• Eleanor Terner

Reach for the Sky! Or, Maybe Not.

What Geoengineering With Aerosols Could Mean for Climate Change

BY ELEANOR TERNER


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What would you do to end the warming effects of climate change in your lifetime? Would you attend a climate rally? Go vegan? Realistically, you’d need to do a lot more than that to make a noticeable difference. Now, what if you didn’t need to do anything at all? This is the thought process of many individuals promoting the theoretical geoengineering technique of using aerosols to reduce the amount of solar radiation reaching Earth’s surface.


More specifically, Stratospheric Aerosol Injection (SAI), as its name would suggest, is a proposed method of solar modification that involves injecting aerosols into the stratosphere. Aerosols are minute particles of sulfuric acid that combine with water droplets and, when suspended in the stratosphere, scatter, absorb, and ultimately reflect 1% of incoming sunlight back into space. The cooling effects are shockingly immediate and effective, with some models predicting noticeable global cooling for one to two years after injection. Longer-term effects will need longer-term injections–and less sulfuric acid than you might think. According to research by David Keith, a leading advocate for solar geoengineering and professor of applied physics at Harvard University, if operations were to begin right away, it would take 25,000 metric tons of sulfuric acid to cut global warming in half within a year. Then by 2040, 250,000 metric tons would be injected at an annual cost of $700 million to compensate for increasing carbon dioxide levels. Compared to the estimated 145 billion dollars in damages due to climate-related disasters in 2021 in the US alone, aerosols are extremely cost-effective to implement. Keith’s estimates also give an idea of how aerosols directly offset greenhouse gas emissions, with a few grams suspended in the stratosphere offsetting the warming caused by one ton of CO2.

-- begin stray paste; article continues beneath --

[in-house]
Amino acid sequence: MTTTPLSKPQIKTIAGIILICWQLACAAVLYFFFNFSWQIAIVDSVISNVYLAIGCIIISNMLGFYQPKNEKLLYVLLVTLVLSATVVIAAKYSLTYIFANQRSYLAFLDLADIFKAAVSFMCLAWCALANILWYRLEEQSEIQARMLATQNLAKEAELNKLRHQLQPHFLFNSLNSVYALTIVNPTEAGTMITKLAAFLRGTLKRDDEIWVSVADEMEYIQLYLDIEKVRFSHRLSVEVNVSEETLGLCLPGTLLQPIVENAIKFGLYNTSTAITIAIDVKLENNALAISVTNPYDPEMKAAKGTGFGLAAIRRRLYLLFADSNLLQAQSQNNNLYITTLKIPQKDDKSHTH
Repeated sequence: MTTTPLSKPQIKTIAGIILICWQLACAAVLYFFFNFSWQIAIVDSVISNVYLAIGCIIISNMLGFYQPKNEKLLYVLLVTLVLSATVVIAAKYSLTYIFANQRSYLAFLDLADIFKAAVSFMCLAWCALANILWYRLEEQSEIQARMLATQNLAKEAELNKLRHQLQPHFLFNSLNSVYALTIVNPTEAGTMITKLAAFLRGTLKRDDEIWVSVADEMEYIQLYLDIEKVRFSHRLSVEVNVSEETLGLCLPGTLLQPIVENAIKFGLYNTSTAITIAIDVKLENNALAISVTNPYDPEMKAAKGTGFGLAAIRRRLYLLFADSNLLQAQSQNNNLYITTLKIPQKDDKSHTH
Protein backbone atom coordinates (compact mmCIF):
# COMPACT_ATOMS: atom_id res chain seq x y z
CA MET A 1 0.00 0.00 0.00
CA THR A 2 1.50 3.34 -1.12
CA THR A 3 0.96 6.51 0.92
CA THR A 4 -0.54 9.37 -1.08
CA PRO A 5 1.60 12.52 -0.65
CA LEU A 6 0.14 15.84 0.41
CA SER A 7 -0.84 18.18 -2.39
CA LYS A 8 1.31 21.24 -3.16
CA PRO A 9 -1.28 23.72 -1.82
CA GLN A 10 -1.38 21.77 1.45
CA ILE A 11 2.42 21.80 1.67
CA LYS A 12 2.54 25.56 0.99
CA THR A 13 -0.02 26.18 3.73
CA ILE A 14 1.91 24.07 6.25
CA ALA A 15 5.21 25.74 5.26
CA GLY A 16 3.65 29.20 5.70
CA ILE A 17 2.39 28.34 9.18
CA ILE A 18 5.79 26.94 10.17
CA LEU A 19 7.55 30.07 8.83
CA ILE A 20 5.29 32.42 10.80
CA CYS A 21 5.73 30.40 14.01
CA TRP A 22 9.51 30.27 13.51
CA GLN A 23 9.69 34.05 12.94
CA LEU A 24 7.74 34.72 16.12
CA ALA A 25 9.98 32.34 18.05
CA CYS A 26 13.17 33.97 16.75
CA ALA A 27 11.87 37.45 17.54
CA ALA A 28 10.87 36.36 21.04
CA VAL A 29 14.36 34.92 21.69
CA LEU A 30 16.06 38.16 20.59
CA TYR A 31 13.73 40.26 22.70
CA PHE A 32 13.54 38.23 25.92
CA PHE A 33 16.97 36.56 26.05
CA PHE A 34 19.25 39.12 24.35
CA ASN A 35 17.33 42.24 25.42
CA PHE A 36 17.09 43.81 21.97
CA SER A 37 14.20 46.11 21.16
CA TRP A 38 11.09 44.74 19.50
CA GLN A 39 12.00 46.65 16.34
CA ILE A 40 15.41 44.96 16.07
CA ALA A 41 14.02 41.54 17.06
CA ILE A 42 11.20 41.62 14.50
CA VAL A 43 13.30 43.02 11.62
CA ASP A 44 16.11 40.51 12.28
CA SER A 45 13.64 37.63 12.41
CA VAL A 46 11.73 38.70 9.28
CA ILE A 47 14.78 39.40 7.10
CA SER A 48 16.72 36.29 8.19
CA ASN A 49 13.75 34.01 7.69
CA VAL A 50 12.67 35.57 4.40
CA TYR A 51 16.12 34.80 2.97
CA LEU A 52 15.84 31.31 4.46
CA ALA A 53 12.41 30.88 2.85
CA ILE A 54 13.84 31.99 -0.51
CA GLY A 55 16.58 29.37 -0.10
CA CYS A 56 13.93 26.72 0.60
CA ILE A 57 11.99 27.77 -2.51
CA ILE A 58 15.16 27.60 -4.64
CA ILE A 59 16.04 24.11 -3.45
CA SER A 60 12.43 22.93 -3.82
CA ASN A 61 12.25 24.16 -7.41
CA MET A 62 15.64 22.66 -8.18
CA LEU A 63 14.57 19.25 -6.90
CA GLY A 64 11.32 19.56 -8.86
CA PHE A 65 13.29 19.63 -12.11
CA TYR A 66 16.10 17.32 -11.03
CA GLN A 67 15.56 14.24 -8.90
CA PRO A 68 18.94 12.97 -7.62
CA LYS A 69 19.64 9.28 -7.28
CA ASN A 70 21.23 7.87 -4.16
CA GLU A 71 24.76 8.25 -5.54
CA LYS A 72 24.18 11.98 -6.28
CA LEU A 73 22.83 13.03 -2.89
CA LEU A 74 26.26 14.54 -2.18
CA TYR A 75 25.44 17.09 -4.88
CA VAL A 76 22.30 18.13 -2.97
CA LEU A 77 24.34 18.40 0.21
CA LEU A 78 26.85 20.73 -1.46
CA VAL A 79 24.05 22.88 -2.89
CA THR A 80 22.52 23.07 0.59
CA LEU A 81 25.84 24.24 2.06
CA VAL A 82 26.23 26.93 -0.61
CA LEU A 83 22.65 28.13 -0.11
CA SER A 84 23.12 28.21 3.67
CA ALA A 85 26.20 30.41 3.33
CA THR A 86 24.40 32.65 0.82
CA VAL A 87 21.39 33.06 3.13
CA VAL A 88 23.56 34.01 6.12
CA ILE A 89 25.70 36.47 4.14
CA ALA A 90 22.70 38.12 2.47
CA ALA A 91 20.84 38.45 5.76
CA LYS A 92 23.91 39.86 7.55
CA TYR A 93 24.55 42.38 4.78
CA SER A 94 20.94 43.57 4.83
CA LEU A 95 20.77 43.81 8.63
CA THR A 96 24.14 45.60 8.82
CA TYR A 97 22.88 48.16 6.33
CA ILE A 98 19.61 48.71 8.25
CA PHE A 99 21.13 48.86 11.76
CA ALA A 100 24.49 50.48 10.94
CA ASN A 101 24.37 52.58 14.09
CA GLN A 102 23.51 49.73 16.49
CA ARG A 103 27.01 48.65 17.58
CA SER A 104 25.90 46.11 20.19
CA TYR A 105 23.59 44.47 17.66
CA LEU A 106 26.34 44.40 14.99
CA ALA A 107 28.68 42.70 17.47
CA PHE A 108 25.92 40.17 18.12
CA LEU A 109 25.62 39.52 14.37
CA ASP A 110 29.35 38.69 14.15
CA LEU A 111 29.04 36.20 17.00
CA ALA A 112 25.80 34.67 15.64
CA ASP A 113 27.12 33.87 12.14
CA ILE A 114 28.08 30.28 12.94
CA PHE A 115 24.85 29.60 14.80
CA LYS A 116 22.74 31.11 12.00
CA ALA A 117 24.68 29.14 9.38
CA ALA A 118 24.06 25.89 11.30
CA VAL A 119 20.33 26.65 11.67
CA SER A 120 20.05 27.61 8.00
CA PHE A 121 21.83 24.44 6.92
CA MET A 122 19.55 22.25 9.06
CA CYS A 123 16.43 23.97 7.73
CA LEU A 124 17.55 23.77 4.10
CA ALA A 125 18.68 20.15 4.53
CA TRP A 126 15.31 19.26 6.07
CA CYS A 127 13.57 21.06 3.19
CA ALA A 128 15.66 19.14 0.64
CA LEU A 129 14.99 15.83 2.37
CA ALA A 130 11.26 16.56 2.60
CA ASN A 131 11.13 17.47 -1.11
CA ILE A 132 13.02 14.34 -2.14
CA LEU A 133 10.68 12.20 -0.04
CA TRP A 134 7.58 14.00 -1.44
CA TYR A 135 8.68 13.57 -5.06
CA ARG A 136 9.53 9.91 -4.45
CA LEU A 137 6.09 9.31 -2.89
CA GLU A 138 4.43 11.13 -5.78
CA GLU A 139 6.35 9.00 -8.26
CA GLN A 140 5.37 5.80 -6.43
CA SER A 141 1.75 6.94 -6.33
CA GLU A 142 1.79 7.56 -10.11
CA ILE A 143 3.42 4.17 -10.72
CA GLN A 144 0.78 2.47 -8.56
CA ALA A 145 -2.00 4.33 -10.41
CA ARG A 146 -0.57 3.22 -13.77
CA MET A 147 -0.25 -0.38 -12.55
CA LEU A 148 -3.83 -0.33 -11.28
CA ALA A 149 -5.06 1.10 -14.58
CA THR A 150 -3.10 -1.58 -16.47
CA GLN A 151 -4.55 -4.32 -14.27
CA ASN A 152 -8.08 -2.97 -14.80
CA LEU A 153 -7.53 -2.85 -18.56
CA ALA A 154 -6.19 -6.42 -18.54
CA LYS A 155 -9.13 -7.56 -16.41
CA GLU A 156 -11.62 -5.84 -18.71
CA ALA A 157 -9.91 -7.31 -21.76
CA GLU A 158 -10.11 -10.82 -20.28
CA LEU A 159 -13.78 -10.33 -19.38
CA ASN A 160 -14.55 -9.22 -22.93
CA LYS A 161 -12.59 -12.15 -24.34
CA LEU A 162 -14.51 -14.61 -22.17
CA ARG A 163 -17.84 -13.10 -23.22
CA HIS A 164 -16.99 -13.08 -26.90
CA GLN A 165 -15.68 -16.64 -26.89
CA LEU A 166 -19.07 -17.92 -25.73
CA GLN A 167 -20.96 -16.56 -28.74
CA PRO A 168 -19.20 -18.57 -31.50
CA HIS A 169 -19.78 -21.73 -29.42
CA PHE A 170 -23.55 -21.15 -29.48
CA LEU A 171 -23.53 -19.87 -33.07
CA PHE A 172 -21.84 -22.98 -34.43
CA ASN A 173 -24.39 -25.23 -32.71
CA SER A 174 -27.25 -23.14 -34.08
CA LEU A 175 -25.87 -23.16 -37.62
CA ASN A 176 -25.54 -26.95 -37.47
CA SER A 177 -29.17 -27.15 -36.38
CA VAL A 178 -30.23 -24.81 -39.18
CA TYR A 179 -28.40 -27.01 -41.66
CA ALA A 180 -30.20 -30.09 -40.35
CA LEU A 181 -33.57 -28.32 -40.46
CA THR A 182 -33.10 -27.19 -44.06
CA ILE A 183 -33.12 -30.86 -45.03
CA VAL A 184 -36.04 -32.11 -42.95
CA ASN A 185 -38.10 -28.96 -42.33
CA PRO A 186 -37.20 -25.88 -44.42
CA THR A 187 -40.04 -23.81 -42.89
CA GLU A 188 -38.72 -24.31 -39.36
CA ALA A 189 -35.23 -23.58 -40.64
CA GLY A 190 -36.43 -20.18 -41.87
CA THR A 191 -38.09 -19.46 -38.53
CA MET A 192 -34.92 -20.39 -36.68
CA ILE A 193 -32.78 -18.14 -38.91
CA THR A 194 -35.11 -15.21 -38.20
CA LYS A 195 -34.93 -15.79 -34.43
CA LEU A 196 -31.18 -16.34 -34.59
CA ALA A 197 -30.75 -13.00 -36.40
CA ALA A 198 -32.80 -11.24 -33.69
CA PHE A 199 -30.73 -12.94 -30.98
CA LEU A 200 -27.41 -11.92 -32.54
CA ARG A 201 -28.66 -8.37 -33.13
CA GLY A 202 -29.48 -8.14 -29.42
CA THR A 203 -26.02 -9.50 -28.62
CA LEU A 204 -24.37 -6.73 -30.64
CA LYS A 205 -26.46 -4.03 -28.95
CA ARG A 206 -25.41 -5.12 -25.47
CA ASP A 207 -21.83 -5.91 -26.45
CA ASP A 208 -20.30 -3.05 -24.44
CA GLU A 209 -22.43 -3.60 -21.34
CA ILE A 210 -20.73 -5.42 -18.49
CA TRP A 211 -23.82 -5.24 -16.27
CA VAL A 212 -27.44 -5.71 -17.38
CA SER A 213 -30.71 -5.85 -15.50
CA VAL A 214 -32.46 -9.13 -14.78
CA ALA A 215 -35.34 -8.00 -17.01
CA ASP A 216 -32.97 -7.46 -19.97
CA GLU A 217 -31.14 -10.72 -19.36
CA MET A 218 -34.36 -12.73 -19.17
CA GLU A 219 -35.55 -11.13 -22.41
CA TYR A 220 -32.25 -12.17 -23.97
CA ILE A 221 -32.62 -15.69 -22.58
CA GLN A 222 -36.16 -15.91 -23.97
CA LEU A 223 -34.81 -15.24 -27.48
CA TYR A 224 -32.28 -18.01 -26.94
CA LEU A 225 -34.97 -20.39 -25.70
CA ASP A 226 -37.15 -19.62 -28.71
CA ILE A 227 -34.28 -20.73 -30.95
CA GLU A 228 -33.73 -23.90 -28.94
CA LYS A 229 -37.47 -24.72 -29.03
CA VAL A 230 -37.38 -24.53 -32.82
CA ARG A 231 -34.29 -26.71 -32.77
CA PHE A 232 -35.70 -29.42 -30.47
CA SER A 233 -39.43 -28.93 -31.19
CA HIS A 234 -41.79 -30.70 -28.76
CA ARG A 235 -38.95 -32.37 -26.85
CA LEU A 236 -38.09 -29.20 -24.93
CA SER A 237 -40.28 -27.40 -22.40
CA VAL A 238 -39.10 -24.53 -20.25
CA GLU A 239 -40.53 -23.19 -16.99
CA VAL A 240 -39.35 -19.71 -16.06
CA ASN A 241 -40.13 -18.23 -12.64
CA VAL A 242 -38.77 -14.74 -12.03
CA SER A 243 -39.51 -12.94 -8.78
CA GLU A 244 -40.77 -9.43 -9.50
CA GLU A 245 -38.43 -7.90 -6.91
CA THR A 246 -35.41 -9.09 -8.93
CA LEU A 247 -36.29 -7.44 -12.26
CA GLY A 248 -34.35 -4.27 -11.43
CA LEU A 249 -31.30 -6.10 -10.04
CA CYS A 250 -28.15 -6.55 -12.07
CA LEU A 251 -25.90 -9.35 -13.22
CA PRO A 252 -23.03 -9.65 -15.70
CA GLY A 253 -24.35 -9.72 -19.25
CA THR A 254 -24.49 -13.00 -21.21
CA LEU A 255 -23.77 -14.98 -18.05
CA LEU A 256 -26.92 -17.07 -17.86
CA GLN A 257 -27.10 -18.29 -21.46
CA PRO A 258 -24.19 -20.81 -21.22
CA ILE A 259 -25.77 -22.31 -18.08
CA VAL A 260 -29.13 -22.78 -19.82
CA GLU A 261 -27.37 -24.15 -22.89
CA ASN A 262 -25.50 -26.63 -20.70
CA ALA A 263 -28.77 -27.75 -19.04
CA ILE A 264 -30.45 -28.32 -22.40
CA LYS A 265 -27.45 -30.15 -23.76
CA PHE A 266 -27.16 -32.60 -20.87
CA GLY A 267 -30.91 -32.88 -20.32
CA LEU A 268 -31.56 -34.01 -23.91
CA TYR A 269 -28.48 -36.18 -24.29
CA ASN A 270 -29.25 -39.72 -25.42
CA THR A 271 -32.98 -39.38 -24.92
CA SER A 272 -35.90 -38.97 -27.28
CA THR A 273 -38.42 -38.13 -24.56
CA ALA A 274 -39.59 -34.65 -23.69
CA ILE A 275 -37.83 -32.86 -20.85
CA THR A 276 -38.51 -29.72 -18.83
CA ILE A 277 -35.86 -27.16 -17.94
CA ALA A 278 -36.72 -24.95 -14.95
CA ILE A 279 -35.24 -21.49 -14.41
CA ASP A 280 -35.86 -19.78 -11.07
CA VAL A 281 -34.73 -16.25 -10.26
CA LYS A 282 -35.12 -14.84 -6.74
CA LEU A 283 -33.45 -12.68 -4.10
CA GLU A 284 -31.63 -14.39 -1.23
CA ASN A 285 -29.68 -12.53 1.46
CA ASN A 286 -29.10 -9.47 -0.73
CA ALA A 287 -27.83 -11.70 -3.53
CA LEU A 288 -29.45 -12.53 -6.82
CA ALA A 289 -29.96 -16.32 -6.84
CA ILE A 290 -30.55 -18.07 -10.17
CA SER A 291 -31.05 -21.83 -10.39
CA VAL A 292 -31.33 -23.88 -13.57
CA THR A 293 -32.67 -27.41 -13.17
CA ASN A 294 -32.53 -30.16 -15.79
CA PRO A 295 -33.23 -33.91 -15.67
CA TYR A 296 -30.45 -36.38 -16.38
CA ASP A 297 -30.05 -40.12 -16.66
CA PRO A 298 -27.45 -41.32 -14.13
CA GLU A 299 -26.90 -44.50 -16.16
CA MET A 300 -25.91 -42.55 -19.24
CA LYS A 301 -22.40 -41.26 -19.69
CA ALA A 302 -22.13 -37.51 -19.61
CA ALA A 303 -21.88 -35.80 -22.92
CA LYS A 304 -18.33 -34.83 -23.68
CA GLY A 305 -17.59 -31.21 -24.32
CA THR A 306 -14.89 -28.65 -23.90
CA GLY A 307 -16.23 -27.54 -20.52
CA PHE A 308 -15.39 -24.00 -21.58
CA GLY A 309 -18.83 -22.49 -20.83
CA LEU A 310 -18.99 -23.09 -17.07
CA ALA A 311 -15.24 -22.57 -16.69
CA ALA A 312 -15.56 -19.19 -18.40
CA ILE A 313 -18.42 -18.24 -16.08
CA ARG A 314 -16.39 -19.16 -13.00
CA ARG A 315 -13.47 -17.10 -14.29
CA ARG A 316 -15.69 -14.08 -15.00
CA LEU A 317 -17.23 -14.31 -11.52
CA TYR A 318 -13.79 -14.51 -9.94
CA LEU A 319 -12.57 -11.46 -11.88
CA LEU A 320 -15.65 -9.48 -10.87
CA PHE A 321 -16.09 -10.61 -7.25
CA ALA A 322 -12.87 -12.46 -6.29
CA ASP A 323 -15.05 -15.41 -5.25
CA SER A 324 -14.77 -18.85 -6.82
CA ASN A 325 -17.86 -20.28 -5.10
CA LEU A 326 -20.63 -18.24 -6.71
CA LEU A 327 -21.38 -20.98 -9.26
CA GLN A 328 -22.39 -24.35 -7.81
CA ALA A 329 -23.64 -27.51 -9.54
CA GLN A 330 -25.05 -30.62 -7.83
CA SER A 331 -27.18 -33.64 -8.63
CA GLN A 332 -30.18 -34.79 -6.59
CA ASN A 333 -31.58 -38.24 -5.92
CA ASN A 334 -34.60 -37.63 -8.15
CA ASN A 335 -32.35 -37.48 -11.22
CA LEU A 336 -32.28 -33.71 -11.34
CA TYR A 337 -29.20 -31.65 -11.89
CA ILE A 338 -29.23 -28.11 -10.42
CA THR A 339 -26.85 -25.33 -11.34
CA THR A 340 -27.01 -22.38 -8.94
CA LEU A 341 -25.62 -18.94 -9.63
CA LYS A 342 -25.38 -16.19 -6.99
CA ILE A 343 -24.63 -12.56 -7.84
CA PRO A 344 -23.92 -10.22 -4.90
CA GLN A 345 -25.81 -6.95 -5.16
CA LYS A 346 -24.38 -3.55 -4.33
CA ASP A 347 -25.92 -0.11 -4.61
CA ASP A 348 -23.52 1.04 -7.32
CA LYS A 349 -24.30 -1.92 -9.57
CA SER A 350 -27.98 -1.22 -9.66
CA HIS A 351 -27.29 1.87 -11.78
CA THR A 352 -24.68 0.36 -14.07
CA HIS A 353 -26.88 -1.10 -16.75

How do we know this would (probably) work? Solar modification is relatively untested—by humans. Volcanoes naturally modify incoming solar radiation when they erupt. Eruptions propel large amounts of sulfur dioxide that turns into aerosols in the stratosphere. When Mt. Pinatubo in the Philippines erupted on June 15, 1991, it cooled the globe by 1°C in the months that followed. Researchers like Keith are confident that human-made aerosols would have a similar effect with appropriate implementation. Unintentional implementation, like the 50 million metric tons of sulfur emitted by the burning of fossil fuels every year, is not as effective. Most of those pollutants are left in the lower atmosphere, where they get dispersed in a few days, while a smaller percentage enters the stratosphere and has a cooling effect. Technology that could inject aerosols into the stratosphere already exists and would theoretically be in the form of balloons, towers, and fleets of aircrafts.


Most people are taught early on that when something sounds too good to be true, it usually is–and solutions to the climate crisis are no different. There are severe unintended consequences that are predicted to arise if this theoretical technique is implemented.